- Distressed debt: Refers to buying debt of mature companies with financial difficulty such a bankruptcy proceeding. Investors seek companies with a temporary cash-flow problem but a good business plan. They may also get actively involved in the management of the company and help turn it around.
5.4 Risk/Return of Private Equity
Private equity may provide higher return opportunities relative to traditional investments. Some of its benefits include the following:
- Access to private companies.
- Ability to actively manage and improve portfolio companies.
However, the higher return is often associated with higher illiquidity and leverage risks.
5.5 Risk/Return of Private Debt
Private debt investments can provide a higher return as compared to traditional bonds. However, this higher return if often connected to higher levels of risk.
5.6 Diversification Benefits of Investing in Private Capital
Investing in private capital can provide moderate diversification benefits because of their low correlation to stocks and bonds. Investors should identify and invest in the best performing private equity funds.
6. Natural Resources
6.1 Overview of Natural Resources
Natural resources include:
- Commodities: Can be further classified into:
- Hard: Commodities that are mined e.g., copper, gold, silver; and commodities that are extracted e.g., crude oil, natural gas.
- Soft: Commodities that are grown over a period of time e.g., grains, livestock, and cash crops like coffee.
- Agricultural land (or farmland):
- Investments in land used for the cultivation of crops or livestock.
- Income can be generated from the growth, harvest and sale of crops or livestock; or by leasing the land back to farmers.
- Investments in natural forests or managed tree plantations.
- The return comes from the sale of trees, wood, and other timber products.
Up to about 20 years ago, investors looking for exposure to natural resources invested mainly via financial instruments (stocks and bonds). Instead of investing in the physical land and the products that come from it, investors focused on the companies that produced natural resources. Nowadays, however, due to the wide variety of direct investments available (ETFs, limited partnerships, REITS, swaps, and futures), investors typically participate in these assets directly.
6.2 Characteristics of Natural Resources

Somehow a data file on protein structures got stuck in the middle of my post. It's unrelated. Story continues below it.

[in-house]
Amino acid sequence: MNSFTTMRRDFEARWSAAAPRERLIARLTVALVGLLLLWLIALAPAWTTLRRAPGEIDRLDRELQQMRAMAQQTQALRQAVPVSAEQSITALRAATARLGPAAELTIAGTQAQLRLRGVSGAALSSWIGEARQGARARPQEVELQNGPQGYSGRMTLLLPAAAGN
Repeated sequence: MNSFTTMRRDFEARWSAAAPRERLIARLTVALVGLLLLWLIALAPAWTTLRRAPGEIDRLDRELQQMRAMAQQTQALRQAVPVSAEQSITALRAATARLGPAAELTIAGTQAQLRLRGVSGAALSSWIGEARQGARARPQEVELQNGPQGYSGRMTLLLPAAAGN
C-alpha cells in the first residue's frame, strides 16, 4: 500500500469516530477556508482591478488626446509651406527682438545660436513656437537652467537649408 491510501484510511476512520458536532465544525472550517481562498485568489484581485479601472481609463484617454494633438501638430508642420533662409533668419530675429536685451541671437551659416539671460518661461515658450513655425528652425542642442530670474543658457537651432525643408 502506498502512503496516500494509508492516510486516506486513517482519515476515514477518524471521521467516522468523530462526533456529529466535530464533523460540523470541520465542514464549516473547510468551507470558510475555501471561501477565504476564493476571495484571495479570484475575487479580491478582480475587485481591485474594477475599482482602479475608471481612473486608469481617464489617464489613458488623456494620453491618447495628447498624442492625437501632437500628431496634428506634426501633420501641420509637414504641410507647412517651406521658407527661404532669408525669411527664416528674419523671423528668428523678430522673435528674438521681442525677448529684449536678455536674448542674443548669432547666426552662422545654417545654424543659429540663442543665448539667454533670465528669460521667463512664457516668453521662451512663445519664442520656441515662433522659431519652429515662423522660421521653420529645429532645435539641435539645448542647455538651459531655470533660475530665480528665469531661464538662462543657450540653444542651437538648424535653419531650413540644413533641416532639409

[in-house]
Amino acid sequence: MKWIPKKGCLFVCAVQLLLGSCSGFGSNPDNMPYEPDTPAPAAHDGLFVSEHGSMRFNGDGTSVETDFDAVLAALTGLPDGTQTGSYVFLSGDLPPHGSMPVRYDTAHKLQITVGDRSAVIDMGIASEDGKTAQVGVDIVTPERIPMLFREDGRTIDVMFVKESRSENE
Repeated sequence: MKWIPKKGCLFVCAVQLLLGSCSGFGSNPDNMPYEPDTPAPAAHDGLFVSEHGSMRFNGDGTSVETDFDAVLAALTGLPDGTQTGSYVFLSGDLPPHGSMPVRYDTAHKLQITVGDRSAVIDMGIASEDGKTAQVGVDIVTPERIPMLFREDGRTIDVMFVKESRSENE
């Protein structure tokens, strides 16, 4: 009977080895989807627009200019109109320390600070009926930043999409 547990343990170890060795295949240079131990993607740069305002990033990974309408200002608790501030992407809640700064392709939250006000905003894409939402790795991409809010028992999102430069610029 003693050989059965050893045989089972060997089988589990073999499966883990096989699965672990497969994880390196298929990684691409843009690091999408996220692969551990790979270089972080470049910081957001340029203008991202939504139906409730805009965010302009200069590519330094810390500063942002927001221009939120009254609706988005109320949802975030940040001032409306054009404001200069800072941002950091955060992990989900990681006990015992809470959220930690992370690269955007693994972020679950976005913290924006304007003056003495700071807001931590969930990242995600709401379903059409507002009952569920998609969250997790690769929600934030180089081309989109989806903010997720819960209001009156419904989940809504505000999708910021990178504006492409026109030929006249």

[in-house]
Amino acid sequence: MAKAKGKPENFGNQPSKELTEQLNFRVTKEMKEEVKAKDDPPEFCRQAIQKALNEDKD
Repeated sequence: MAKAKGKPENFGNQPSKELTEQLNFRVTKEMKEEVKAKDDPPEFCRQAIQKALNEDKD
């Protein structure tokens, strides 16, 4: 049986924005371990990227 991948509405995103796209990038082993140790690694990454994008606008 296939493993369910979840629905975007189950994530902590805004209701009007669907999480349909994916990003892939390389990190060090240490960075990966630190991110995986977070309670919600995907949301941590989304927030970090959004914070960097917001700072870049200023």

Commodities are physical products that can be standardized on quality, location, and delivery for investment purposes.
Generally, commodity investments take place through derivative instruments, because of the high storage and transportation costs incurred when holding commodities physically.
The underlying asset of a commodity derivative may be a single commodity or an index of commodities. The return on commodity investment is based mainly on price changes rather than an income stream such as dividends.
In order to be transparent, investable, and
indexes typically use the price of
the futures contracts rather than the prices of the underlying physical commodities.
Commodity sectors include:
- Energy – oil, natural gas, coal, electricity etc.
- Base metals – copper, aluminum, zinc etc.
- Precious metals – gold, silver, platinum etc.
- Agriculture – grains, livestock, coffee etc.
- Others – carbon credits, freight, forest products etc.
How are commodity futures contracts priced?
- The price of a futures contract can be calculated using the following formula:
Future price ≈ Spot price (1 + r) + Storage costs – Convenience yield
where: convenience yield is the value associated with holding the physical asset;
r is the short-term risk-free interest rate
- Future prices may be higher or lower than spot prices, based on convenience yield.
- For no arbitrage to occur, Future price ≈ Spot price (1+r). But commodities incur storage costs. So, they must be added to the future price and we get Future price ≈ Spot price (1 + r) + storage costs. Storage and interest costs are collectively known as “cost of carry”.
- Why subtract the convenience yield? Because the buyer does not possess the commodity as of now, until the end of the contract. Since he has given up this convenience, it must be subtracted from the future price. That’s how we arrive at Future price ≈ Spot price (1 + r) + storage costs – convenience yield
- Futures price may be higher or lower than the spot price based on the convenience yield.
Contango: Future price > Spot price Markets tend to be in contango when there is little or no convenience yield.
Backwardation: Future price < Spot price
Markets tend to be in backwardation when the convenience yield is high
Timberland provides an income stream through the sale of trees, wood, and other timber products. Timberland can be thought of as both a factory and a warehouse. The trees can be easily stored by simply not harvesting them. The trees can be harvested based on the price: more harvest when prices are up and delayed harvest when prices are down.
The three return drivers for timberland investments include: biological growth, change in prices of lumber (cut wood), and underlying land price change.
Additionally, since trees consume carbon as part of their life cycle, timberland considered a sustainable investment that mitigates climate-related risks.
Farmland is perceived to provide a hedge against inflation. Two types of farm crops include row crops that are planted and harvested, and permanent crops that grow on trees. Like timberland, farmland also provides an income component related to harvest quantities and agricultural commodity prices. However, it does not provide production flexibility, as farm products must be harvested when ripe.
Similar to timber land, the return drivers for farmland are: harvested quantities, commodity prices, and land price appreciation.